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Rooftop revenue

by Marlon Madden
6 min read

One player in the renewable energy space is seeking to expand his reach across Barbados as he takes a relatively new approach towards helping the island achieve its goal of becoming a fossil free environment by 2030.

However, he is banking on major improvements in the ‘doing business’ climate, and a lot more education of, and buy-in from residents, for his plan to take root.

Chief Executive Officer of Megawatt Energy Inc. Michael Smasher Cadogan says he hopes to help the island become 100 per cent reliant on renewable forms of energy by renting roof spaces from businesses and residents and installing systems.

Michael ‘Smasher’ Cadogan

“I have Canadian partners, the Blackstone Energy, and we incorporated a company in Barbados – the Blackstone Megawatt Energy Services Inc. I would say about two years now. So we have been here dealing with different entities in the space of energy efficiency, solar, just about anything to do with energy,” Cadogan told Barbados TODAY in a recent interview.

Last month, the Mia Mottley administration introduced its energy roadmap to 2030 which Cadogan said he welcomed since “it is the right thing to do”.

He explained that his plan was to rent roof spaces from individuals and businesses across the island, install renewable energy systems and sell the power generated to the national grid.

Noting that it was already being done in Canada and other countries, Cadogan said, “That is the way I think they should do it in Barbados and it will work better.”

“It is the international way. If you have a roof space we look at and we want to lease [it], we do a negotiation with you for a standard fee per annum and we pay you every year for your roof. It is like your roof becomes my roof, I build the system and send it straight to the grid,” he explained.

Cadogan has already negotiated a contract with the Barbados Investment and Development Corporation (BIDC) to lease several of its roof spaces in order to install a 5 megawatts project (MW).

“So we are just waiting now to get our licence to start to build our first project in Barbados, and we plan to do more,” said Cadogan.

“We are independent power providers. When we put in for our licence, they didn’t have the feed-in-tariff initiative so we had to go in under the Renewable Energy Rider (RER). We went in with at least 500 kW to be on the RER so we have 19 individual projects that add up to 5 MW,” he added.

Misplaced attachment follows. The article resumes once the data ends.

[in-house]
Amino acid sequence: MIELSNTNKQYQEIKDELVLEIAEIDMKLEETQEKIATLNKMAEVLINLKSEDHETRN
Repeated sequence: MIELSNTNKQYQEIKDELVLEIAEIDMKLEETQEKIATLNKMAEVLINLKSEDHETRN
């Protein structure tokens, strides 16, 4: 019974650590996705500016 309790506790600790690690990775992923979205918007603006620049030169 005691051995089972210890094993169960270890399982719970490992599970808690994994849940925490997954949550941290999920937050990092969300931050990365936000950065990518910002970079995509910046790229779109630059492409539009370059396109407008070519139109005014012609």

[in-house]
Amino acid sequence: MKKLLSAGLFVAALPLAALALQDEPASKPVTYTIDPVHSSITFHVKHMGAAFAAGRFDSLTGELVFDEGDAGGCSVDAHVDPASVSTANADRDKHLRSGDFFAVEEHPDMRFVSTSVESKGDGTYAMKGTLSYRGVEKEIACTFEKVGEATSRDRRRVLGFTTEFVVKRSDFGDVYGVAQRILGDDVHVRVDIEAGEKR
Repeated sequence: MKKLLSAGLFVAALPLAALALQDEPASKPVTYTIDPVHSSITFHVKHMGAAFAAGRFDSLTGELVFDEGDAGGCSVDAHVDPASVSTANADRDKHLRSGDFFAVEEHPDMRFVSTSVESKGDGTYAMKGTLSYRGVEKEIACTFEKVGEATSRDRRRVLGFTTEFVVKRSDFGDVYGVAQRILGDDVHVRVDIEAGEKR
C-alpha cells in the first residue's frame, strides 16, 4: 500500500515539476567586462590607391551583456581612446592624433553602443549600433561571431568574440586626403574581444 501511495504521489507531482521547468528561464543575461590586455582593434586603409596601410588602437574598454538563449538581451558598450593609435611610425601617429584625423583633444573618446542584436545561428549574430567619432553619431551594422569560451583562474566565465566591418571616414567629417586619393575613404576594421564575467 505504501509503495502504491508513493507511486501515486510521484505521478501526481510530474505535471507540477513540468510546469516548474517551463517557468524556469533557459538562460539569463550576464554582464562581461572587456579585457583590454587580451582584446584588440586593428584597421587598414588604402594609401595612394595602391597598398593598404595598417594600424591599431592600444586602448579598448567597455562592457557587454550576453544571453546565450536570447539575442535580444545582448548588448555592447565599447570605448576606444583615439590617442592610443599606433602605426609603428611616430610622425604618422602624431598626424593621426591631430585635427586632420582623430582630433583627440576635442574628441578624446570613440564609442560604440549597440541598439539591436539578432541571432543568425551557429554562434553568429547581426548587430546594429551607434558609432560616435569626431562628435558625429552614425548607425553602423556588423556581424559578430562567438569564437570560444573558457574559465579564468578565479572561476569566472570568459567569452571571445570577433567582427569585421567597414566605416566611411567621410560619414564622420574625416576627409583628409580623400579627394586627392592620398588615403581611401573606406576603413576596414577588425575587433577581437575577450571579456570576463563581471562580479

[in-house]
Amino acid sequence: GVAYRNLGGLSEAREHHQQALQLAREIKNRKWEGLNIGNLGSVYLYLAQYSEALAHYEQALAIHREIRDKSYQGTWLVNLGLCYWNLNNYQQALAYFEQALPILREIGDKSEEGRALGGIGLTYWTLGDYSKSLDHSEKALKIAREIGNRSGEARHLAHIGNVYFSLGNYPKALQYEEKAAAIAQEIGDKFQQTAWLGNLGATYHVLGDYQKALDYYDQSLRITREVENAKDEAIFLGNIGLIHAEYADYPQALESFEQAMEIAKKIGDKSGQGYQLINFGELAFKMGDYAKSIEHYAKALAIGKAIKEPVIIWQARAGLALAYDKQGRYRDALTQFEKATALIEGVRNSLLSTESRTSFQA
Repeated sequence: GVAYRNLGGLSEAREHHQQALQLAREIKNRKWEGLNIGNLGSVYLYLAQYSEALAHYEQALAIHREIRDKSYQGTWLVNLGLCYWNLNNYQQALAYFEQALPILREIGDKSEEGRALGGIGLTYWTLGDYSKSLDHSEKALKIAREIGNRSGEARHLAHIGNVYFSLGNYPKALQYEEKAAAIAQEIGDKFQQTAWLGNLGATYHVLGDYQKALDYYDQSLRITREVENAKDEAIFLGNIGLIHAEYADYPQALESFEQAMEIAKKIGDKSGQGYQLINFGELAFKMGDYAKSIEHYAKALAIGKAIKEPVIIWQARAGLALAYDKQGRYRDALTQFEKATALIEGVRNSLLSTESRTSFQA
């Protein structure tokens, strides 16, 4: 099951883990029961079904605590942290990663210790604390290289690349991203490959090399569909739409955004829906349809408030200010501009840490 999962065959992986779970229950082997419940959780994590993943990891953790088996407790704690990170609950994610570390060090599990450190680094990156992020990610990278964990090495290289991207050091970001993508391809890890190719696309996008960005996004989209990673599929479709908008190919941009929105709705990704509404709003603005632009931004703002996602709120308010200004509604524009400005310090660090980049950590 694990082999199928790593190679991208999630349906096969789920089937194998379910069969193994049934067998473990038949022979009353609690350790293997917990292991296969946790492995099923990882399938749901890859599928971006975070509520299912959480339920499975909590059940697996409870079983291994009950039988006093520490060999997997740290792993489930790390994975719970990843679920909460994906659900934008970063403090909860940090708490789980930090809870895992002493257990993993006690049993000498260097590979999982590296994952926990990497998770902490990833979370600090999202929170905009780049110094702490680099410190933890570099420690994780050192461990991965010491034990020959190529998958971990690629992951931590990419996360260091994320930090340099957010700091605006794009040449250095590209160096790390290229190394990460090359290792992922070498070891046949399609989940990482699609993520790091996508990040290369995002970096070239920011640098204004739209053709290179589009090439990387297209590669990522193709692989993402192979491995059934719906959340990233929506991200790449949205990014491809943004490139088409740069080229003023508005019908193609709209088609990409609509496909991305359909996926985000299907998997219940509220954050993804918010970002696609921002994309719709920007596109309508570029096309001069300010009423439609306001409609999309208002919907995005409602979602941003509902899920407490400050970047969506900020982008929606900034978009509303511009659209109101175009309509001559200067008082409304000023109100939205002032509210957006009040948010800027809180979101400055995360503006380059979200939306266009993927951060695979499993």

“We have the property, but we are waiting now to hear from Town and Country Planning, the renewable energy division, to get our licence to do what we have to do. I love the country. I was born here and I want to do things for the country,” said Cadogan, who pointed out that he was in the process of identifying more roof spaces to rent.

He said while residents were more receptive, commercial entities were a little reluctant.

“Before, we were looking at dealing with commercial companies here that have big light bills. But we found that you say things to them and explain to them, they listen, and the next time you come back, they say maybe they could do it themselves,” he said.

Cadogan said if the Government is to achieve its goal of eliminating the use of fossil fuel by 2030, then Government agencies had to “get away from the bureaucracy”.

“Let the people in these offices do their work. That is what needs to happen. We can have a plan but if the people we have in place are not doing what they are supposed to do, then that is a different thing,” he stressed.

“I am here trying to set this up first and get this done. We have been working on this for the past four years, but the Government has changed. So the guys who are in now have to learn what happened before and then put things together again,” he added.

With a new feed-in-tariff arrangement announced recently by the Fair Trading Commission (FTC), Cadogan said he was now in a better position to know what investment to make and what returns to expect.

“So now that the [Electric Light & Power] Act is passed and the Fair Trading Commission has passed the feed-in-tariffs, we know there is a number and we will be grandfathered from the Renewable Energy Rider. Now we can say ‘yes, we know what time it is’ and we can do what we want to do,” he said.

Cadogan is pleased that the use of renewable energy was catching on in Barbados, but insisted that it will take time for everyone to get on board and it will require a lot more education to entice the average resident.

“Renewable energy, you need to explain it to the people. The average man, it is not possible for him to go to any bank and get $20,000 or $25,000 to put a system on his house,” he said.

Cadogan said his plan was to expand his reach into other countries including St. Lucia, The Bahamas, Grenada and St. Kitts, once he was fully established in Barbados.

“While Barbados is our head office, we want to go straight to the region. That is what I want to do,” he said.


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